Joss Whedon Calls Edgar Wright’s ‘Ant-Man’ Script Best Marvel Has Ever Had
Tuesday, April 21st, 2015 at 6:30 pm
Marvel Studios’ Ant-Man has seen its fair share of problems. Edgar Wright dropped out at the last minute because of a major script overhaul; the studio eventually settled on Peyton Reed to replace him as director; Adam McKay and star Paul Rudddid rewrites to Wright’s script. No one will really know what Wright’s version of the movie would have looked like had he stayed on to direct, and in fact there are only a few people who have seen the actual script.
Joss Whedon is one of those people. The Avengers: Age of Ultron director recently spoke about Ant-Man, and praised Wright’s script calling it one of the best that Marvel has ever had. Hit the jump for more.
Buzzfeed spoke to Whedon about Ant-Man during the Avengers: Age of Ultron press tour, and he couldn’t quite understand why the two split up:
“I don’t get it. I thought the script was not only the best script that Marvel had ever had, but the most Marvel script I’d read. I had no interest in Ant-Man. [Then] I read the script, and was like, Of course! This is so good! It reminded me of the books when I read them. Irreverent and funny and could make what was small large, and vice versa.”
Last year, after Wright walked away from the project, both Whedon and Guardians of the Galaxy director James Gunn shared their thoughts on Twitter and Facebook. Whedon posted a photo of himself holding a Cornetto to show his support for the director.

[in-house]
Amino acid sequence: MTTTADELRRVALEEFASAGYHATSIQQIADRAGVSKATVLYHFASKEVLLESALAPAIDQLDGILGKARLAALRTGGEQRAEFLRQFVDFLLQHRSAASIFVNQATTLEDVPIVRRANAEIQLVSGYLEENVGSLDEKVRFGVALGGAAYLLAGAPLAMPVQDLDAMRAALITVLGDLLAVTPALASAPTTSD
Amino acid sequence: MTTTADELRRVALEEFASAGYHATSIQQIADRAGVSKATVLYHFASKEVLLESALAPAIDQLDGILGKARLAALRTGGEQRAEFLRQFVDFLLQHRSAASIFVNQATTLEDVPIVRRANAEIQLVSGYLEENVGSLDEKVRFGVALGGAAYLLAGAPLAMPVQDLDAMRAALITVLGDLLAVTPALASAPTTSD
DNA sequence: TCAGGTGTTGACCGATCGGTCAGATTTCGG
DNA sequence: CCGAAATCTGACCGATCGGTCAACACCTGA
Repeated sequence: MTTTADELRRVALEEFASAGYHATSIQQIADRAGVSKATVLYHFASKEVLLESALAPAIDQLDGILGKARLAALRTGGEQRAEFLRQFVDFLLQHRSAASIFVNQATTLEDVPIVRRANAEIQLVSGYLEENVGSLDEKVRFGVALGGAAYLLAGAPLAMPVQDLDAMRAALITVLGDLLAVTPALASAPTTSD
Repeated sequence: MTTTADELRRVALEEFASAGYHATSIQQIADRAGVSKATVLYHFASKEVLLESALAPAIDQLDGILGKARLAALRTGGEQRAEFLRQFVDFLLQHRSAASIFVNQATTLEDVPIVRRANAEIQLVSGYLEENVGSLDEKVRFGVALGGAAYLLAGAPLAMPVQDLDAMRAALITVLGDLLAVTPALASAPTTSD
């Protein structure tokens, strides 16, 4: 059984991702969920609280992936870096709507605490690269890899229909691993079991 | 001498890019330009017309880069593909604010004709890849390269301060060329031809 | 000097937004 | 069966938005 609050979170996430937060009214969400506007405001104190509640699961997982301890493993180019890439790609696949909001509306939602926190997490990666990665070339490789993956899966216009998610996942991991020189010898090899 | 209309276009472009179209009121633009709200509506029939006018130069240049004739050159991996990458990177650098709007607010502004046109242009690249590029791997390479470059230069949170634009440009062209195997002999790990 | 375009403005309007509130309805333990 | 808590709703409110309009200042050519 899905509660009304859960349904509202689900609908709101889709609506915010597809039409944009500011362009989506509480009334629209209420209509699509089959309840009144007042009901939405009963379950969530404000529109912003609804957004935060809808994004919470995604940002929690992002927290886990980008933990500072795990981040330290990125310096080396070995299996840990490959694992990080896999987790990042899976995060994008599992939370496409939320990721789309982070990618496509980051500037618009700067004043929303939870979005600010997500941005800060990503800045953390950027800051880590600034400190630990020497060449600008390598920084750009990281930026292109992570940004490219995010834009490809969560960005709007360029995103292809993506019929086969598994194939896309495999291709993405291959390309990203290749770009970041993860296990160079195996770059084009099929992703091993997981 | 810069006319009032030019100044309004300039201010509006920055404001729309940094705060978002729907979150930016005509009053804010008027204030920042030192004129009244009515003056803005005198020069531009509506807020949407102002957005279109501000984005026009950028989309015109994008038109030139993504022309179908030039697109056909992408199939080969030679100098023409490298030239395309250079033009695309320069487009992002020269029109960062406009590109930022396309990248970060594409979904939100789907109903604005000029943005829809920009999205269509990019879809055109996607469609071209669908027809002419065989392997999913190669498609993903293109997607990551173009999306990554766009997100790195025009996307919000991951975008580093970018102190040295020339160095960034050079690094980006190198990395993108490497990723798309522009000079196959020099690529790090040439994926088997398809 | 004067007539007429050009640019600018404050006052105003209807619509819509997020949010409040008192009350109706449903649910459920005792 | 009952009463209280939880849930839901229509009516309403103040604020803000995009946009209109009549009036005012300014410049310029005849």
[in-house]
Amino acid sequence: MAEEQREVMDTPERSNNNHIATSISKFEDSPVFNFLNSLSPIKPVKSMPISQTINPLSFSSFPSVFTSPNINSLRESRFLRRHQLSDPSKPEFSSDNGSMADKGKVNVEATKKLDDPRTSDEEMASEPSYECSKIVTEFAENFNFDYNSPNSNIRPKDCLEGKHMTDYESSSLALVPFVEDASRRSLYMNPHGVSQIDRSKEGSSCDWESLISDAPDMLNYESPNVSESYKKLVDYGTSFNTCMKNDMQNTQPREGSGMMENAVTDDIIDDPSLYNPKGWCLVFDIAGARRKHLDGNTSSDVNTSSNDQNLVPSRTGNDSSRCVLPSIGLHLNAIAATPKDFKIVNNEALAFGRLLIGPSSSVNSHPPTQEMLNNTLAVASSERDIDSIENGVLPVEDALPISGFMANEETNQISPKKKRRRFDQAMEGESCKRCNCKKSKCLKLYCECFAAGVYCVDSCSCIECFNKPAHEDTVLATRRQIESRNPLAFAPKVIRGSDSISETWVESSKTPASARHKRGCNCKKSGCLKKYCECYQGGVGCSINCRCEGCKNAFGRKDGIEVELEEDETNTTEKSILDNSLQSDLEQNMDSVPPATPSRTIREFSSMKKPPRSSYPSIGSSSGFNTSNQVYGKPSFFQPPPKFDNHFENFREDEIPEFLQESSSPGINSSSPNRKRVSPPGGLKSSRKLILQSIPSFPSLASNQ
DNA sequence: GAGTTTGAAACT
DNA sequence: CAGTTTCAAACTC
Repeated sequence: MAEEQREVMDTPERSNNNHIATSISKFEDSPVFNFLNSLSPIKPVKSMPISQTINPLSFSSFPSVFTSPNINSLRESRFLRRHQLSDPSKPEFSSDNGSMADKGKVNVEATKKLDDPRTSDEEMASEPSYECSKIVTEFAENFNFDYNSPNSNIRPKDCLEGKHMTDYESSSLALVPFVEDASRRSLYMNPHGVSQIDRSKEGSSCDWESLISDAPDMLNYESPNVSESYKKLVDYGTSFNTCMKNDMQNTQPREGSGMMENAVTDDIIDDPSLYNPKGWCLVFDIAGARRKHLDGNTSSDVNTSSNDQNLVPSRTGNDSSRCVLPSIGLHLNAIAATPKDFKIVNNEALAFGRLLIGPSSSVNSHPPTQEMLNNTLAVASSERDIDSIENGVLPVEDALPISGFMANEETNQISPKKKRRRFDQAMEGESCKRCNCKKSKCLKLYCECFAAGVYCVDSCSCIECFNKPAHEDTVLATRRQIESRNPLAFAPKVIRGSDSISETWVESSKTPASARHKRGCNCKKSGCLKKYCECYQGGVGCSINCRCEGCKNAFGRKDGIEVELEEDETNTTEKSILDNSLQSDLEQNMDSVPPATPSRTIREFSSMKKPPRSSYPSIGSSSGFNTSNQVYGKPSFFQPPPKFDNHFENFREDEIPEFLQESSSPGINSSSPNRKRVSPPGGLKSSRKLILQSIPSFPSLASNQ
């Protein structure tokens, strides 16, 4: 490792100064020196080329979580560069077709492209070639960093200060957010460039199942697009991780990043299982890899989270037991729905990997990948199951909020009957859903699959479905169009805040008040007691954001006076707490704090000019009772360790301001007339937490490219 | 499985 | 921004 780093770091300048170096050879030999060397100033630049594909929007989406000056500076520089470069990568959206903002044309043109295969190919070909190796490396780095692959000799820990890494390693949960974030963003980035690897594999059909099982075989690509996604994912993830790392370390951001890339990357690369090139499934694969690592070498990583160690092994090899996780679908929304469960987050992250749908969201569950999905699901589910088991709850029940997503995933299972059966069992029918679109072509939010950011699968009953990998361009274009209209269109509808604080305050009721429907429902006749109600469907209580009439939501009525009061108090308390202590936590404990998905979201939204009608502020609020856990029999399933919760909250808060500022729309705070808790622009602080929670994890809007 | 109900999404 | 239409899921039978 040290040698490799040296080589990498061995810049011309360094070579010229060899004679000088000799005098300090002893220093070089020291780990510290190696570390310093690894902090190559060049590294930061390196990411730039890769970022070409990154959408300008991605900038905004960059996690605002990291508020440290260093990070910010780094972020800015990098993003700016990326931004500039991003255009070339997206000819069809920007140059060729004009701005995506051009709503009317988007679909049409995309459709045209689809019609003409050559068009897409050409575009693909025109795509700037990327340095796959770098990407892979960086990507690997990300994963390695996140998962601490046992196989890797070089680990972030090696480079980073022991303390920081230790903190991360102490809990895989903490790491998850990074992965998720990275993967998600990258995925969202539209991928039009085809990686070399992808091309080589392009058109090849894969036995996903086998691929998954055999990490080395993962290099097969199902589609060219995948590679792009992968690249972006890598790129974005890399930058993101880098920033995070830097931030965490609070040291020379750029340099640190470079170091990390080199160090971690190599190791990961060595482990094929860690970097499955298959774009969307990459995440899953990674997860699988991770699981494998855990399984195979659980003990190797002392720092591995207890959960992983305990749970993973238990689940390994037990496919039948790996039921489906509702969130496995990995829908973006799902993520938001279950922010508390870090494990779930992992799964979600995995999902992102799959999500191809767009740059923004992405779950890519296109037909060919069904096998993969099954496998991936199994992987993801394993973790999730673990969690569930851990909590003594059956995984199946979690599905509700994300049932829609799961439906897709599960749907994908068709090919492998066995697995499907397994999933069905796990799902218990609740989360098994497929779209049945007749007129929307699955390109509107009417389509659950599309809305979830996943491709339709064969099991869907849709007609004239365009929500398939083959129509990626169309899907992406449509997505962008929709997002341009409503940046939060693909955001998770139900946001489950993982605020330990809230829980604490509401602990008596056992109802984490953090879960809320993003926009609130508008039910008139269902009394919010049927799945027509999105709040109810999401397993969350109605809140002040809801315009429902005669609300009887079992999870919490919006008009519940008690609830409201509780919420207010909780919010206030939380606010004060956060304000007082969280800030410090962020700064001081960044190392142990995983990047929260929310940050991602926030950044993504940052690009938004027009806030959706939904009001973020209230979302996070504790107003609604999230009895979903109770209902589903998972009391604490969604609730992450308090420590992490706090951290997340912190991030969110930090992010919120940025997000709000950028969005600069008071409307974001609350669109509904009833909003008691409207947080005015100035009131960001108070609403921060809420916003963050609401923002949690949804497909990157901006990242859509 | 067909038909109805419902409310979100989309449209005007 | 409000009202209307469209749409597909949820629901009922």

“It’s easy to try to make one party “right” and another party “wrong” when a breakup happens, but it often isn’t that simple. Or perhaps it’s even more simple than that – not everyone belongs in a relationship together. It doesn’t mean they’re not wonderful people.”
Whedon’s interview with Buzzfeed seems to mirror Gunn’s sentiments:
“I don’t know where things went wrong. But I was very sad. Because I thought, ‘This is a no-brainer. This is Marvel getting it exactly right.’ Whatever dissonance that came, whatever it was, I don’t understand why it was bigger than a marriage that seemed so right. But I’m not going to say it was definitely all Marvel, or Edgar’s gone mad! I felt like they would complement each other by the ways that they were different. And, uh, somethin’ happened.”
One of the rumored problems that Wright had with Marvel was that he felt that they were trying to take over his script by turning it into something more episodic than something that could stand on its own. Here’s Whedon addressing that problem:
“In my movie, it’s designed to be a complete experience. And if I don’t do that, if I haven’t brought you on that journey and closed it out, fuck me. That’s the danger of this sort of serialized storytelling, turning the motion picture experience into episodic TV. Because we have episodic TV, and now you don’t even have to wait to watch it, you can binge it. So that’s to me a dreadful mistake.”
Ant-Man will be a curious film, no discredit to what Peyton Reed, Adam McKay, and Paul Rudd have done to salvage the film in the short time they were given, but there will always be that “what if Edgar Wright directed this?” question in the back of our minds.